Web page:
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Email Game-Changer: How to Cut Your Inbox by 60 Percent Being strategic about filters and how you respond to messages can drastically free up your time spent on email. Here's how one expert cut his inbox volume with a few simple steps.

By Tom Cochran Edited by Dan Bova

Opinions expressed by Entrepreneur contributors are their own.

Demand Spring

Email is still the killer app of the internet. It's also the biggest impediment to workplace productivity.

In my role as CTO at Atlantic Media, I'm often crushed by the weight of my inbox. I feel like a general, far removed from the front lines, trying to cull through an infinite amount of information in order to make critical company decisions. My problem is not a unique one and so I set about to quantify it.

After a little research, we saw that our email servers handled 39,421 messages in one week. And, even more shocking was that 11,663 of these messages were within the company, close to 30 percent! Ouch.

I'm not able to change the noise level of the email ecosystem. I'm also not going to extricate myself from it, because it's critical for business. What I'm able to change is my own behavior, so I focused on developing ways to minimize the noise and maximize the value of email.

The quick win was to differentiate emails where I'm the sole recipient from other messages. Digging through my inbox, I saw that only 16 percent of emails were sent just to me. Every other message had multiple recipients, or CCed me. A couple of quick inbox filters and I could now manage the email noise.

Now, any email that has me CCed or BCCed skips my inbox and goes straight into a folder. These are not time-sensitive and I can deal with them at a less workflow-impacting time. A second filter highlighted every email where I was the sole recipient. These messages directed at me are likely important, requiring my attention.

Already, my inbox was looking much cleaner. Over 35 percent of my emails were now out of my immediate view into the CCed folder.

Two more quick filters and I was done. Any message that came from within my company was marked "internal" and anything from outside was marked "external." This restructuring of my inbox created a scannable and manageable email dashboard. At a glance, I can differentiate a colleague's message from that of a vendor. I can also see if an email is sent to a group of people, or just me.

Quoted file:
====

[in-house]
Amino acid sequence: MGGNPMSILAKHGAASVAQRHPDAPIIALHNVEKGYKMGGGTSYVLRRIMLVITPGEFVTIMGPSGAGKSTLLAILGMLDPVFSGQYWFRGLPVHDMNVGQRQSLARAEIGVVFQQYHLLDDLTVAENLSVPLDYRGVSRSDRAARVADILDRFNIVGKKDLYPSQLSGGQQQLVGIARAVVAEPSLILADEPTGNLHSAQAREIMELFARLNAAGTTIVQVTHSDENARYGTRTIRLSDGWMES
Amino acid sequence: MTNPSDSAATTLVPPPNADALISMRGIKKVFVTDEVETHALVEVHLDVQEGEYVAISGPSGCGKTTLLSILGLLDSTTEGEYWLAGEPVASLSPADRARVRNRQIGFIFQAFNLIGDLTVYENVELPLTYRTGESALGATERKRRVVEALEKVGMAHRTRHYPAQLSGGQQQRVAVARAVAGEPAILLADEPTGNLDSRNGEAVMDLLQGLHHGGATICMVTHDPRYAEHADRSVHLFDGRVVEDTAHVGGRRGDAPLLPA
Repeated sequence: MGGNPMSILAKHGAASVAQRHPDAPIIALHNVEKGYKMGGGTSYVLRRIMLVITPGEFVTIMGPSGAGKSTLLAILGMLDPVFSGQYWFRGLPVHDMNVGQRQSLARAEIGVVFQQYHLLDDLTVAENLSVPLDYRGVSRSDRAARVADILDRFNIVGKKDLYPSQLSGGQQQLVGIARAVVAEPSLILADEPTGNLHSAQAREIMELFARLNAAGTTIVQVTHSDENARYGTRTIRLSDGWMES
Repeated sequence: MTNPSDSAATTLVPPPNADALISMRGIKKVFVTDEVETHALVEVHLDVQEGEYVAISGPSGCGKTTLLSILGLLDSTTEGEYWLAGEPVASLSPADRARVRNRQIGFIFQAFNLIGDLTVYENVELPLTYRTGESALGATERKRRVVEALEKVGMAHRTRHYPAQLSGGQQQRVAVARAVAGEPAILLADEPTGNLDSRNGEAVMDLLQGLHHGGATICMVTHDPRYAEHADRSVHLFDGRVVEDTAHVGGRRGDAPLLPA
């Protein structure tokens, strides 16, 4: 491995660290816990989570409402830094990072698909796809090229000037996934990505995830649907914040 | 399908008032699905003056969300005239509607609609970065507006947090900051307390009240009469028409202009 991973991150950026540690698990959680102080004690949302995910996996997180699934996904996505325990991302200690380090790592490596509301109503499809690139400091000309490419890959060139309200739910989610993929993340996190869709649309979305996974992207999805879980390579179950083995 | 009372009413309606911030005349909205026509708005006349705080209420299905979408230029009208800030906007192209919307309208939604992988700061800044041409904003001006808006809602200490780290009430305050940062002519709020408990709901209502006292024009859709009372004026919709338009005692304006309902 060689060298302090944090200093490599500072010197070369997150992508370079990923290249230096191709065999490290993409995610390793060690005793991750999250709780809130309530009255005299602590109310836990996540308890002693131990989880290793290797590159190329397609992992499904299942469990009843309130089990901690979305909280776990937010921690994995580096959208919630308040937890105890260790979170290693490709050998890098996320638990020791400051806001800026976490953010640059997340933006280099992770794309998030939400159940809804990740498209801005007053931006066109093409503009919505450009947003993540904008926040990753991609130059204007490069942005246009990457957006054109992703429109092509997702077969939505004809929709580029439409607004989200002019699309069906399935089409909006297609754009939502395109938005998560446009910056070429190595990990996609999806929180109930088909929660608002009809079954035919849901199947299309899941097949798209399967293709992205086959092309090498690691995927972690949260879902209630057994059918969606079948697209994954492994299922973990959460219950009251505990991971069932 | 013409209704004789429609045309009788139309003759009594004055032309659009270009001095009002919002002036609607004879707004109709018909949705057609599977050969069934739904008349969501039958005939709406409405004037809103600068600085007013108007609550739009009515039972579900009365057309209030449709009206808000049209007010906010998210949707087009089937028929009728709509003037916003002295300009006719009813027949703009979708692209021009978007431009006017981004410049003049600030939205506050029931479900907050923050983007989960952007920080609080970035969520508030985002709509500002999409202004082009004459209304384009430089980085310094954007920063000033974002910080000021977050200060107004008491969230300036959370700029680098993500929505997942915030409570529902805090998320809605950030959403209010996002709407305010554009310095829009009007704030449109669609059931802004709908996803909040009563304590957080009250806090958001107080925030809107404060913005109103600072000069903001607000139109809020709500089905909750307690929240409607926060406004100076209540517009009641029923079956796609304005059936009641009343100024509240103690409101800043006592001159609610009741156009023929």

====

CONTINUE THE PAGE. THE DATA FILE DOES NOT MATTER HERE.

Filters in place, I altered my email workflow in two other areas to control how I processed incoming messages. First, I only opened my email once an hour to resist the temptation of quickly switching windows and hitting refresh. Full transparency: sometimes I break this rule.

Second, and most important, I disabled all email notifications -- the biggest productivity killer ever bestowed upon the workforce. It takes roughly 30 seconds to refocus after a minor distraction. I'm getting 200 emails per day, which means I was spending one hour and 40 minutes every day, trying to refocus on my work. That is a colossal waste of time.

It took me just 30 minutes to make these changes and, almost immediately, I felt like I was operating in a streamlined workflow. Next, I needed to work on how I sent email. Keeping it simple, I came up with a two rules to minimize my email burden and not add to the email pollution pervasive in the company. The first was not answering emails that don't have a question in them. This is simple and very effective at cutting the volume of email you send.

An email that delivers information to you does not warrant a response. If you and your recipient are prone to send responses for every email, you're going to be stuck in an infinite vortex of reply pong. If the email is a task, do it or delegate it. If it requires some more processing or additional information, defer it. All other emails should be dropped.

Lastly, don't use email as a substitute for instant messenger. It's intended be used to share complete thoughts and ideas. Don't send the "hey, let's go to lunch" email. Pick up the phone.

Most importantly, never send the "thanks" note, confirming that you received someone's message. If it's so critical for you to receive it, the sender should follow up with a call or IM.

I now communicate with much greater efficiency and no longer choke on email pollution or noise. I check my streamlined and manageable inbox at regular intervals with a lowered anxiety level. I no longer need to scroll infinitely through messages on my mobile phone to find the one I'm looking for.

Also, I now send about 30 percent less email, and, while I can't control how much email comes to me, I only focus on those that truly require my attention, which is about 40 percent of my total volume. A 60 percent decrease in email is a massive productivity gain.

Free yourself from the madness of email and try this out yourself. You are in the business of innovating and creating, not managing your inbox.

Tom Cochran

U.S. Department of State

Tom Cochran is the deputy coordinator for platforms at the U.S. Department of State. In this role, he is responsible for the global infrastructure supporting U.S. embassy web sites and a network of 700 American Spaces for public diplomacy and engaging foreign audiences. His most recent previous positions have included chief technology officer at Atlantic Media and director of new media technologies at the White House.

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